The Mulberry Bush School was established in 1948 by childcare expert Barbara Dockar-Drysdale; the school is a charitable- not for profit organisation, that works with some of themost distressed and vulnerable primary school-age children in the UK. The children who are referred are labelled ‘uncontrollable’ or ‘uneducable’ but in reality are damaged thanks to a series of bad experiences in infancy and early childhood: extreme violence, neglect, bereavement and emotional, physical or sexual abuse;they have already excluded from several schools and have usually been disruptingtheir communities for a long time. The childrenmay have witnessed things which no childshould see and it is likely they will have assumed excessive responsibility;without intervention many would probably end up in prison. Theyappear to be out of control and impossible to teach but, given theirvery difficult individual circumstances, it is surprising that they havemanaged to cope, one way or another, for so long.
Situated outside Oxford, the Mulberry Bush accepts up to 31 children annually aged 5-13 from all over England and is the only school which has living accommodation and therapy all on one site. The tender ages of 5-13 are most receptive to change, after years of being ostracised by society teenagers are likely to feel empty inside, to fill the void they turn to drugs, drink, theft and hanging out with rebels. The school provides specialist residential therapeutic care, treatment and education for younger children made vulnerable by their severe anti-social, emotional and behavioural issues and lack of trust.
The philosophy of the Mulberry Bush is centred on the belief that children should return to their families, school staff work closely with the whole family, to help them all with the changes needed to enable them to live together.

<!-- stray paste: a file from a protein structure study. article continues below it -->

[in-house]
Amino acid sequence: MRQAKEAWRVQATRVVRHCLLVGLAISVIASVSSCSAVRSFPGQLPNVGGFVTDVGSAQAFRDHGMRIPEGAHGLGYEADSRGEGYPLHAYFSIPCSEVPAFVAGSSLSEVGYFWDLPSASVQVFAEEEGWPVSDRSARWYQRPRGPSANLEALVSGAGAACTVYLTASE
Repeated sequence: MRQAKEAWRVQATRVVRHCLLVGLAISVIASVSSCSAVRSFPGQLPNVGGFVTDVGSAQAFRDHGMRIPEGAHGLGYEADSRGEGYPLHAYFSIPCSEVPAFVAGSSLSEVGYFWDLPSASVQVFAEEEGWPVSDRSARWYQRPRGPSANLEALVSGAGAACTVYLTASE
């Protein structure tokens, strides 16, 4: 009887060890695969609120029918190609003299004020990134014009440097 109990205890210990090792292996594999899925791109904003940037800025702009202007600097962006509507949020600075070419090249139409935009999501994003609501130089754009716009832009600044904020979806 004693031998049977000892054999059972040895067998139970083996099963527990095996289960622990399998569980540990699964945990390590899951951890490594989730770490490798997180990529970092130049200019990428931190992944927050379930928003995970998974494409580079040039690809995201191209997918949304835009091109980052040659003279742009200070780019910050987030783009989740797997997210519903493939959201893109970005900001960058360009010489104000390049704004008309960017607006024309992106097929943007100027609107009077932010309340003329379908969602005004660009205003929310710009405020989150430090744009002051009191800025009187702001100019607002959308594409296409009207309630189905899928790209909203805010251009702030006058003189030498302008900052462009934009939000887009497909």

With great patience, reassurance and the skilled care provided by specialist staff, trained with safe handling techniques, these children are gradually encouraged to a stage where, they can learn to respect themselves and trust others, establish ordinary relationships then begin tolearn. Their appetite for self-improvement increasesdramatically and the success rate of the school is 100%, all children go on to an appropriate local school, 93%are successfully re-integrated into a suitable family and most of the children are ready to re-join theircommunity and live a rewarding life.
Despite being a national resource,costing local authorities £187,000 per child per year, the school receives no centralgovernment funding. The philosophy of the Mulberry Bush is centred on the belief that children should return to their families, school staff work closely with the whole family, to help them all with the changes needed to enable them to live together.
Over the past few years The Mulberry Bush have seen an increase in the breakdown of foster placements and in the number of referrals received where the original family cannot be found or sustained. The school have introduced plans to build a new self-contained house, expertly staffed and within the Mulberry Bush site. Hope House, with eight bedrooms, is where children can spend time with their prospective familiestoease the transition from the safe environment of school to the environment of a new foster family.
On Thursday evening at no 10 Downing Street Samantha Cameron, wife of Prime Minister David Cameron who is a patron of The Mulberry Bush, invited the school’s trustees, friends, celebrities and other beneficiaries of the ICAP Charity Day to a reception where Michael Spencer, Chief Executive of ICAP and legendary philanthropist, presented all the beneficiaries with a handsome cheque. Hope House is now a big step nearer completion.